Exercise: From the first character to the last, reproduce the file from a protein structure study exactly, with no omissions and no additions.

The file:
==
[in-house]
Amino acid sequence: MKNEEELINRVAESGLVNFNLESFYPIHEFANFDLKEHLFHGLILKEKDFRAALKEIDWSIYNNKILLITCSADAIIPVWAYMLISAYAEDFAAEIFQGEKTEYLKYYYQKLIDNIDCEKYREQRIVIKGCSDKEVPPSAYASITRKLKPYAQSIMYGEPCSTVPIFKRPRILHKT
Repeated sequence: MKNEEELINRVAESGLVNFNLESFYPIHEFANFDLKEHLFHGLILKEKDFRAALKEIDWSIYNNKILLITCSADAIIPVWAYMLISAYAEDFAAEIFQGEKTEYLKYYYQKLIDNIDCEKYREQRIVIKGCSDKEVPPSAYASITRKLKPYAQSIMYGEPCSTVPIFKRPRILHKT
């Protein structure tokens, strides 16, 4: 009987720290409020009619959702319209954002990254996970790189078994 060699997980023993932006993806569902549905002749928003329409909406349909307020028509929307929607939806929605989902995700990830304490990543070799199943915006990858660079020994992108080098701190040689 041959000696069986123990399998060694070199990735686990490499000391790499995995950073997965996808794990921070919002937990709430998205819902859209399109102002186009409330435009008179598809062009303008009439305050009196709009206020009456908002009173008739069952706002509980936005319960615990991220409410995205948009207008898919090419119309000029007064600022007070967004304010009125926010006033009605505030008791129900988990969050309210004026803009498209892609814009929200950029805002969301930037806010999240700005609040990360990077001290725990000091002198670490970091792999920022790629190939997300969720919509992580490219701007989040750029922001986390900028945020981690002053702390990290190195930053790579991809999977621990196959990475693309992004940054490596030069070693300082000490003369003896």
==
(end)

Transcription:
[in-house]
Amino acid sequence: MKNEEELINRVAESGLVNFNLESFYPIHEFANFDLKEHLFHGLILKEKDFRAALKEIDWSIYNNKILLITCSADAIIPVWAYMLISAYAEDFAAEIFQGEKTEYLKYYYQKLIDNIDCEKYREQRIVIKGCSDKEVPPSAYASITRKLKPYAQSIMYGEPCSTVPIFKRPRILHKT
Repeated sequence: MKNEEELINRVAESGLVNFNLESFYPIHEFANFDLKEHLFHGLILKEKDFRAALKEIDWSIYNNKILLITCSADAIIPVWAYMLISAYAEDFAAEIFQGEKTEYLKYYYQKLIDNIDCEKYREQRIVIKGCSDKEVPPSAYASITRKLKPYAQSIMYGEPCSTVPIFKRPRILHKT
């Protein structure tokens, strides 16, 4: 009987720290409020009619959702319209954002990254996970790189078994 060699997980023993932006993806569902549905002749928003329409909406349909307020028509929307929607939806929605989902995700990830304490990543070799199943915006990858660079020994992108080098701190040689 041959000696069986123990399998060694070199990735686990490499000391790499995995950073997965996808794990921070919002937990709430998205819902859209399109102002186009409330435009008179598809062009303008009439305050009196709009206020009456908002009173008739069952706002509980936005319960615990991220409410995205948009207008898919090419119309000029007064600022007070967004304010009125926010006033009605505030008791129900988990969050309210004026803009498209892609814009929200950029805002969301930037806010999240700005609040990360990077001290725990000091002198670490970091792999920022790629190939997300969720919509992580490219701007989040750029922001986390900028945020981690002053702390990290190195930053790579991809999977621990196959990475693309992004940054490596030069070693300082000490003369003896």